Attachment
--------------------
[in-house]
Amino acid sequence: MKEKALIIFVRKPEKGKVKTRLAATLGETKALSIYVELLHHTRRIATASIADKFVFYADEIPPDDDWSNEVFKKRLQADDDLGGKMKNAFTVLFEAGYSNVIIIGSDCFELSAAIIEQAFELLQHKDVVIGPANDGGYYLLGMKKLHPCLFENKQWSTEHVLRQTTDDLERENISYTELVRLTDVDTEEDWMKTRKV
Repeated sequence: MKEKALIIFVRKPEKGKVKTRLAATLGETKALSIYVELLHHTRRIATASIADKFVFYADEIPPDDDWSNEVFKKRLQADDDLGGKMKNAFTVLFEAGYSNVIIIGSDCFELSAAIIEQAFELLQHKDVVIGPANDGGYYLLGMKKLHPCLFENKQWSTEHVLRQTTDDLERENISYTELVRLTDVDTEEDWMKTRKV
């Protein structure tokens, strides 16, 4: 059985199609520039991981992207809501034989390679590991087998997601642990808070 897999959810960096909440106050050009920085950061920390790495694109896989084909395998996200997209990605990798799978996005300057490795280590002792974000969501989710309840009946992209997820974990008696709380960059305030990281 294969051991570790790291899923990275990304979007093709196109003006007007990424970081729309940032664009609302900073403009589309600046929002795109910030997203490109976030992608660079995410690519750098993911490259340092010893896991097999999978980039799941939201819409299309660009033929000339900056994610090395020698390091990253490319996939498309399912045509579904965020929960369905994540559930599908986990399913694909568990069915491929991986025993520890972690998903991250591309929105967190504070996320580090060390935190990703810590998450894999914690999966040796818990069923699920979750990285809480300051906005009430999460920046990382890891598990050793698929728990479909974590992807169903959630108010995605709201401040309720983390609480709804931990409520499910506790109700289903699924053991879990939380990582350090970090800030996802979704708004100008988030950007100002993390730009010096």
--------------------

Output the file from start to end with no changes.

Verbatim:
[in-house]
Amino acid sequence: MKEKALIIFVRKPEKGKVKTRLAATLGETKALSIYVELLHHTRRIATASIADKFVFYADEIPPDDDWSNEVFKKRLQADDDLGGKMKNAFTVLFEAGYSNVIIIGSDCFELSAAIIEQAFELLQHKDVVIGPANDGGYYLLGMKKLHPCLFENKQWSTEHVLRQTTDDLERENISYTELVRLTDVDTEEDWMKTRKV
Repeated sequence: MKEKALIIFVRKPEKGKVKTRLAATLGETKALSIYVELLHHTRRIATASIADKFVFYADEIPPDDDWSNEVFKKRLQADDDLGGKMKNAFTVLFEAGYSNVIIIGSDCFELSAAIIEQAFELLQHKDVVIGPANDGGYYLLGMKKLHPCLFENKQWSTEHVLRQTTDDLERENISYTELVRLTDVDTEEDWMKTRKV
């Protein structure tokens, strides 16, 4: 059985199609520039991981992207809501034989390679590991087998997601642990808070 897999959810960096909440106050050009920085950061920390790495694109896989084909395998996200997209990605990798799978996005300057490795280590002792974000969501989710309840009946992209997820974990008696709380960059305030990281 294969051991570790790291899923990275990304979007093709196109003006007007990424970081729309940032664009609302900073403009589309600046929002795109910030997203490109976030992608660079995410690519750098993911490259340092010893896991097999999978980039799941939201819409299309660009033929000339900056994610090395020698390091990253490319996939498309399912045509579904965020929960369905994540559930599908986990399913694909568990069915491929991986025993520890972690998903991250591309929105967190504070996320580090060390935190990703810590998450894999914690999966040796818990069923699920979750990285809480300051906005009430999460920046990382890891598990050793698929728990479909974590992807169903959630108010995605709201401040309720983390609480709804931990409520499910506790109700289903699924053991879990939380990582350090970090800030996802979704708004100008988030950007100002993390730009010096």